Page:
As it stands, this cycle infrastructure 'improvement' feels like another case of one step forward, two steps back that will undermine the cycle-ability of these streets rather than improve it.
By Kyle Slote
Published October 08, 2014
Some time two weeks ago, construction notices went up for new bike lanes on Herkimer and Charlton.
Bike lane sign on Charlton
Bike lane sign on Herkimer
These have long been part of the City's Cycling Master Plan, Shifting Gears 2009. As someone who cycles Herkimer daily to get to work, I was cautiously excited about this work.
I was cautiously excited, because I know the city has a mixed track record for installing safe and properly designed bike lanes.
I emailed Ward 2 Councillor Jason Farr for an update and after a string of correspondence I learned that as currently designed, these lanes have some major flaws that raise significant concerns about safety and usability.
Here is Councillor Farr's description of the plan:
On Herkimer St, we are able to narrow existing lanes to add bike lanes from Locke St to MacNab St; and maintain existing on-street parking. The bike lane ends at MacNab St as there are multiple options for turning in the block approaching James St, so cyclists would merge with other traffic if they wish to continue, and choose their desired manoeuvre. We intend to encourage cyclists to turn at MacNab St to take other routes easterly. Between Dundurn St and Locke St we plan to install sharrows as we did not have sufficient width for a bike lane. On Charlton Ave, we are maintaining existing parking. From James St to Caroline St we are removing one travel lane for auto traffic to create the space for the bike lane. Capacity analysis has confirmed this will maintain acceptable operations as the auto traffic typically straddled these two lanes given they were narrow. At Queen St we are replacing the dual left-turn with a single left-turn lane. West of Queen St to Locke St the bike lane fits into the existing roadway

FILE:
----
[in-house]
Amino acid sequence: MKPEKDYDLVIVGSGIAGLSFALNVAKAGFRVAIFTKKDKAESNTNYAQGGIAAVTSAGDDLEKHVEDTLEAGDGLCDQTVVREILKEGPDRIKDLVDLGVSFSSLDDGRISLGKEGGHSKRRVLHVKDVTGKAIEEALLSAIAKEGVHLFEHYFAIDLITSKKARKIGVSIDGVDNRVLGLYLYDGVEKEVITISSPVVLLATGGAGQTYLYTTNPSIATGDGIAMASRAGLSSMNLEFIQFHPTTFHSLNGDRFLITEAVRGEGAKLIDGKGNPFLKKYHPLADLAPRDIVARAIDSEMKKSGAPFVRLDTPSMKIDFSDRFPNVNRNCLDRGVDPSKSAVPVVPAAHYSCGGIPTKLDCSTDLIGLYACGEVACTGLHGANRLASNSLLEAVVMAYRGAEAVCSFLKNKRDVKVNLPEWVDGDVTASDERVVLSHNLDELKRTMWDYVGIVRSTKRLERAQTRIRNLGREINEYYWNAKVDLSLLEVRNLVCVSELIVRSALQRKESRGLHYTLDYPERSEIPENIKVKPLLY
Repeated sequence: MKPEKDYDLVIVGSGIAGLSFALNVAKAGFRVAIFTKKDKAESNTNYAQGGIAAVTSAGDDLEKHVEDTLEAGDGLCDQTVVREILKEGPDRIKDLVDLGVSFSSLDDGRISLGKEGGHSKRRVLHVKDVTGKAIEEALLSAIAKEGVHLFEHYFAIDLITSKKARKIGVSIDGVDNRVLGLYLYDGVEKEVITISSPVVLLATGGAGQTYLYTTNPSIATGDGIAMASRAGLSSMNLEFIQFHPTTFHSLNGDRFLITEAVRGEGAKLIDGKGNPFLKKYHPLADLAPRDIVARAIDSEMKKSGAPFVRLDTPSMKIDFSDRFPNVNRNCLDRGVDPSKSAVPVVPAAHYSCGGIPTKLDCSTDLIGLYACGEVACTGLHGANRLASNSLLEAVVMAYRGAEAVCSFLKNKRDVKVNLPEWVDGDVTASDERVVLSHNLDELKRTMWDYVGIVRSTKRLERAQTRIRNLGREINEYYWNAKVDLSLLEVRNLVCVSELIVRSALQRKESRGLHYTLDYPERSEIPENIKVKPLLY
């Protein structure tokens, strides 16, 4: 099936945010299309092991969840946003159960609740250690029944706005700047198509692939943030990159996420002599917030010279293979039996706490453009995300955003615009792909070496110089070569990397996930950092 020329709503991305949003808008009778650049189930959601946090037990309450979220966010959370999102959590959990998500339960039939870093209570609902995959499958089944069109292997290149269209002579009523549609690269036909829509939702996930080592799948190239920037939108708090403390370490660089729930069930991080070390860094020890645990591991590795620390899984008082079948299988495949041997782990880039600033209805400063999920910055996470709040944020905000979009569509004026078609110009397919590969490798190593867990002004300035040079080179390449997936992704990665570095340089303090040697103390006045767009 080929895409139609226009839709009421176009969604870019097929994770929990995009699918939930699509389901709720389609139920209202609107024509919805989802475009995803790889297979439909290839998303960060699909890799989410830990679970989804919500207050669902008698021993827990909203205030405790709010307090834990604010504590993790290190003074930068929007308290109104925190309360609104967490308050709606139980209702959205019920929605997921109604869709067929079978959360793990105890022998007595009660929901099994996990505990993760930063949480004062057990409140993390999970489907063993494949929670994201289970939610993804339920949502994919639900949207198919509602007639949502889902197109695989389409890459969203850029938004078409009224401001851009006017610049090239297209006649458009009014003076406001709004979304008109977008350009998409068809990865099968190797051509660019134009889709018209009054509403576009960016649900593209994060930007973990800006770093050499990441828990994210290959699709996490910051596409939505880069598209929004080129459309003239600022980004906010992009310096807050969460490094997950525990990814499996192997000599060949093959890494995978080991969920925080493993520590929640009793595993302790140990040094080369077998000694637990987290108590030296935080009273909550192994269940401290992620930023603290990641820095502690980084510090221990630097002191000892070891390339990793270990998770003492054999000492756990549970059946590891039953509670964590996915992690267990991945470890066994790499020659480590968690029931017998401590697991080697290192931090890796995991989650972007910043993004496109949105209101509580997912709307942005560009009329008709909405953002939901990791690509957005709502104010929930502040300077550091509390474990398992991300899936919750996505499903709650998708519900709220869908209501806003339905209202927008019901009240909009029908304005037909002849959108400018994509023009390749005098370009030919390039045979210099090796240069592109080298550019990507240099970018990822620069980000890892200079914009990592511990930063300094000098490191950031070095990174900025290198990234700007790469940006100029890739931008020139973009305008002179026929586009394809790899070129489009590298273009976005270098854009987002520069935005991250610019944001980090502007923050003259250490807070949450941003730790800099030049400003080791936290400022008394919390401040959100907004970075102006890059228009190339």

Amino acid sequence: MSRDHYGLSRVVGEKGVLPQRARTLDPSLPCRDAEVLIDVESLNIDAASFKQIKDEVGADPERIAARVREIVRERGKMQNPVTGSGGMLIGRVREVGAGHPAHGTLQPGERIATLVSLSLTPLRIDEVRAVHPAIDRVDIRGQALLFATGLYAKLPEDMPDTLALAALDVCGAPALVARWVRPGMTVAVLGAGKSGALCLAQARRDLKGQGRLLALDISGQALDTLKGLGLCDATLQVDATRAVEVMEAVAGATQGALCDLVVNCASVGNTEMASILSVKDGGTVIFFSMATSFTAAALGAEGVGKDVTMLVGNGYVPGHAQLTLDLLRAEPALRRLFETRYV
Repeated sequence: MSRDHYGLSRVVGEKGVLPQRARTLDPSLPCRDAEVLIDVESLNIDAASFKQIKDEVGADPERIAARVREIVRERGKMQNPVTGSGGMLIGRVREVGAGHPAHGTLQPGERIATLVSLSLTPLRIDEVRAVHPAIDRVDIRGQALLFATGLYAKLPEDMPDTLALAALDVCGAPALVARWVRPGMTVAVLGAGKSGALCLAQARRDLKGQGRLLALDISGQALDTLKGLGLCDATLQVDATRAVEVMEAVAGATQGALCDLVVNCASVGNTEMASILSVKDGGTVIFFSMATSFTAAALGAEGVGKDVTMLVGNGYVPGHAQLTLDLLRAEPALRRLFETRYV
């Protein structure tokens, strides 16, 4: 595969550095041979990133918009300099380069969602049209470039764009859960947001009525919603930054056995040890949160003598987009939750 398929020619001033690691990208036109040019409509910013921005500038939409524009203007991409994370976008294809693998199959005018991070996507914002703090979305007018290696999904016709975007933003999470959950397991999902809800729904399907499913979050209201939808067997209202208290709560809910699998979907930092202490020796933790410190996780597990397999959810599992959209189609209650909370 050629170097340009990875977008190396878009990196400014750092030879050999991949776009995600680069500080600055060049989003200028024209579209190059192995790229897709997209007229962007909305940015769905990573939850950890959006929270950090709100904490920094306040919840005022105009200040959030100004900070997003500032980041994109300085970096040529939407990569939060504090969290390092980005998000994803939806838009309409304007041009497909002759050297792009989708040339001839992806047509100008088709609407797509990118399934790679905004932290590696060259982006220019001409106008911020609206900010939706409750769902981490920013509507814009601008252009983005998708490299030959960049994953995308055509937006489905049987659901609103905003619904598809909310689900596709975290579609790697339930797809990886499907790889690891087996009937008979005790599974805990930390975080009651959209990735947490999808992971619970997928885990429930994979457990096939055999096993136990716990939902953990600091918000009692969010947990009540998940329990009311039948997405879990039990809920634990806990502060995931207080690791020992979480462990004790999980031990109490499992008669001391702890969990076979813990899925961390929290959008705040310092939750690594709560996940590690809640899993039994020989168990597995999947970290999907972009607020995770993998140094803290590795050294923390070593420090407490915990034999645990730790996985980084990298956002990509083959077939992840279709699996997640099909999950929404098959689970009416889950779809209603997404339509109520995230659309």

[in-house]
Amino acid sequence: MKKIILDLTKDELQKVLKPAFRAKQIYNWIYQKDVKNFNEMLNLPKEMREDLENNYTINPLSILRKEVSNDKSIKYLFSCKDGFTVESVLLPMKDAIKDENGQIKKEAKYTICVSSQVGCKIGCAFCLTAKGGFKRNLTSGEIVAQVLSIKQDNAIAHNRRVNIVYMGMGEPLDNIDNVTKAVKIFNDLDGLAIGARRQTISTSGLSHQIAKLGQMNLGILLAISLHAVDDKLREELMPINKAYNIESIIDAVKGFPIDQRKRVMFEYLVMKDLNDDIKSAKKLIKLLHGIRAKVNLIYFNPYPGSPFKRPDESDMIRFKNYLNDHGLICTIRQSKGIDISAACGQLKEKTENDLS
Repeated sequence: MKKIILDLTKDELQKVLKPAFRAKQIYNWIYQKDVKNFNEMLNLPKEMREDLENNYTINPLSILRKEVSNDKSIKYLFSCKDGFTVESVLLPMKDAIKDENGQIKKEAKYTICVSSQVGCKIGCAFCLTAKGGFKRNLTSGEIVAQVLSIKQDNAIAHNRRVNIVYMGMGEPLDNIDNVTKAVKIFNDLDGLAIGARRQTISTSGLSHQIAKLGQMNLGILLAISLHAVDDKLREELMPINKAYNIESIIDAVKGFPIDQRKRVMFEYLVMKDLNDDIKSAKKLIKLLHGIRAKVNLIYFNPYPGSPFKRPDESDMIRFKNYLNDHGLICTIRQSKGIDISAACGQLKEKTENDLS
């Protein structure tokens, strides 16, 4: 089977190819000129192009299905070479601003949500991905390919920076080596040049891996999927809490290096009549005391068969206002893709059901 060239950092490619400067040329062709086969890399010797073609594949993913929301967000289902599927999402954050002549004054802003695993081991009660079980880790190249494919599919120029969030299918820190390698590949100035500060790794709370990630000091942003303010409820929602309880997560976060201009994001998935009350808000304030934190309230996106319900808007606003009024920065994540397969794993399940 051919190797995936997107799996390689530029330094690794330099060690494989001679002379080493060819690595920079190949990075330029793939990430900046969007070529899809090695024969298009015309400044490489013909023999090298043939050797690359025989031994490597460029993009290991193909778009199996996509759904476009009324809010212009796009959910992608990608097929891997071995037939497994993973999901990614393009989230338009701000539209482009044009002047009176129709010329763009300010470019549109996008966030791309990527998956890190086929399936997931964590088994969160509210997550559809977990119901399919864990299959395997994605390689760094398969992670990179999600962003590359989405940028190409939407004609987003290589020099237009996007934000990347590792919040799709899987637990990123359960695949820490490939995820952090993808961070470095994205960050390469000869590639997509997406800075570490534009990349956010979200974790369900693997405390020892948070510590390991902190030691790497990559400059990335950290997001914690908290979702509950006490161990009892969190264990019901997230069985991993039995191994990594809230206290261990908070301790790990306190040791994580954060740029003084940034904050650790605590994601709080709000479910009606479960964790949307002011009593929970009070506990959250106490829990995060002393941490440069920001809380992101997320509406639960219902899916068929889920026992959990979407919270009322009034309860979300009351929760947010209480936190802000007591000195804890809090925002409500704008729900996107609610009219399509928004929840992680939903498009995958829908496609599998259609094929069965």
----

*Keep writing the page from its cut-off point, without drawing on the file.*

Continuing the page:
After follow-up questions regarding which side of Herkimer the lane will be on and whether bike boxes will be included for left-hand turns, I received this response city staff person, Daryl Bender:
There are no bike boxes planned for the Herkimer and Charlton bike lanes. Further to the comments below, the bike lanes were created on Herkimer Ave by narrowing existing lanes between Queen St and MacNab St. Between Locke St and Queen St we removed a second lane for eastbound auto traffic, and analysis of traffic volumes indicates that traffic operations should continue to be acceptable
The eastbound bike lane on Herkimer will be on the south side, beside the on-street parking. The north curb lane is auto traffic sometimes, and auto parking at other times.
Here is a map of the bike lane routes on Charlton and Herkimer:
Map of the Charlton and Herkimer bike lanes
Existing auto lanes will be removed or narrowed to accommodate the bike lanes. This is great news - narrower/fewer lanes mean slower traffic.
As anyone who frequents Herkimer and Charlton can attest, car speeds are often alarmingly high, particularly along the stretch between Queen and James where they happen to pass Durand Park.